A fixed annuity is a guaranteed investment account that is designed for retirement. By taking advantage of the fixed annuity's tax rules, you can get a better after-tax return on your money than you could on most other guaranteed accounts. However, you need to understand how to take money out of your annuity properly as early withdrawals can be heavily penalized.
A fixed annuity pays a fixed interest rate on your account. This interest is guaranteed by your annuity company and isn't based on the stock market so you will see some growth in your account every year. As long as you keep your investment gains in the annuity, they are tax-free. This creates a better long-run return on fixed annuities than on most other guaranteed accounts. If you earn interest in a bank account or money market fund, you need to pay tax on your gains right away.
There are two types of fixed annuities: qualified and unqualified annuities. Qualified annuities are funded with pretax money. To buy a fixed annuity, you roll over a qualified retirement plan like a 401(k) into your annuity contract. You don't need to pay tax on this transaction because the fixed annuity still counts as a retirement account. When you receive payouts from your fixed annuity, the entire payment will be taxable. Since you never paid tax on your annuity contributions or your interest gains, you'll need to pay those taxes when you receive a payout.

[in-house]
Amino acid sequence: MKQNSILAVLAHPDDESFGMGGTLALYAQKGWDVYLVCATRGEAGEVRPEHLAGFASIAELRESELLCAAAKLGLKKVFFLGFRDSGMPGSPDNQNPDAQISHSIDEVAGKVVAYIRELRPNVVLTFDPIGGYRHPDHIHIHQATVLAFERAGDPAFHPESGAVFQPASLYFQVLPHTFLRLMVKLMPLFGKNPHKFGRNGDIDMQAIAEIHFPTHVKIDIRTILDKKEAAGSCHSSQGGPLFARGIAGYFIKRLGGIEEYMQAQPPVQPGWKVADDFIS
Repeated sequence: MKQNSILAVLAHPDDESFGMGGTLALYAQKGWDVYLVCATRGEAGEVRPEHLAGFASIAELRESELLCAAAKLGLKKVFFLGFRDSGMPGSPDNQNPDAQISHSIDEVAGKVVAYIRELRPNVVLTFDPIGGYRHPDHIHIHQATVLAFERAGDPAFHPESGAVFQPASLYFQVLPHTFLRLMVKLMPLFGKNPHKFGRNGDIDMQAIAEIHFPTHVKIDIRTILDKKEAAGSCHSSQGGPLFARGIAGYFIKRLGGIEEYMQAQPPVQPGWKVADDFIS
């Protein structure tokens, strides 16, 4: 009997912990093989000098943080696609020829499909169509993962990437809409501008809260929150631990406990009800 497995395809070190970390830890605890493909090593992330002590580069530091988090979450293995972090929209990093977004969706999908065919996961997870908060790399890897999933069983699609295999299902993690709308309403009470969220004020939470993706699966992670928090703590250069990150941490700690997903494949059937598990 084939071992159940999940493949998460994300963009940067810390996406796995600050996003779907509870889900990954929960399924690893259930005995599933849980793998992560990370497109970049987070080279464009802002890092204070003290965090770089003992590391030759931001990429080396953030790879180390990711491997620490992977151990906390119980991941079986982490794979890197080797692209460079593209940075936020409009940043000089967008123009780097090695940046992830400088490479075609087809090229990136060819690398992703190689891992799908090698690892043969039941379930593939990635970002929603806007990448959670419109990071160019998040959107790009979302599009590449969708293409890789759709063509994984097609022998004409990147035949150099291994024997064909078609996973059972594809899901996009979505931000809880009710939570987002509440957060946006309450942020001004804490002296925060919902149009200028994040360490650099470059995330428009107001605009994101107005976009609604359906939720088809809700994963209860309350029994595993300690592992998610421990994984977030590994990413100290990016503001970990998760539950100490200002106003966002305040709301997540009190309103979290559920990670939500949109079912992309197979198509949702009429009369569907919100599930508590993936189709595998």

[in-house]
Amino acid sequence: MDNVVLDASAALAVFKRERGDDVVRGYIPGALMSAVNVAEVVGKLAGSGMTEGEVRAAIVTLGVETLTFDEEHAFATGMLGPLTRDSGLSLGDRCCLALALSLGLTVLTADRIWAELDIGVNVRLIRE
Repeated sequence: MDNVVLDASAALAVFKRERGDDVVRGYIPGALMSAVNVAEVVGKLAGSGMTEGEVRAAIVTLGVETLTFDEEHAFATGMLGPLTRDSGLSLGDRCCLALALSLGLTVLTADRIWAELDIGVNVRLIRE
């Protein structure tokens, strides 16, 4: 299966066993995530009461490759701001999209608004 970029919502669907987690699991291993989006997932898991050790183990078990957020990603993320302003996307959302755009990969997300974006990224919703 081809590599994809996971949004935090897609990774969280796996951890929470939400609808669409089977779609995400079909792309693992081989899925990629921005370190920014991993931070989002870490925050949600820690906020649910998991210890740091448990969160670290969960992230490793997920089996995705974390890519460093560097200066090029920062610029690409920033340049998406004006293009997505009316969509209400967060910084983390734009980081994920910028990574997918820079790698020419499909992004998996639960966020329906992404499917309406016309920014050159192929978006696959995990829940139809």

You can also buy a fixed annuity with after-tax dollars. These are called non-qualified annuities. When you buy a non-qualified annuity, your account is divided between your contributions and your interest gains. When you start receiving payments, you get your contributions back tax-free and will owe tax on your gains. Your total tax bill depends on the ratio of your contributions to interest gains. For example, if half of your account came from your deposits and the other half was annuity interest, only half of your annuity payments would be taxable.
If you want to end your fixed annuity early, you can cancel the contract and make an early withdrawal. The tax rules on a withdrawal are more severe than on regular annuity payments. When you make a withdrawal, you will immediately owe income tax on your interest gains and pretax contributions. If you are younger than 59 1/2, you will also owe an extra 10 percent withdrawal penalty on your gains and pretax contributions. Lastly, your annuity company could charge you a fee for ending your fixed annuity. Annuity companies usually charge a surrender fee if you end your contract within the first five to seven years.
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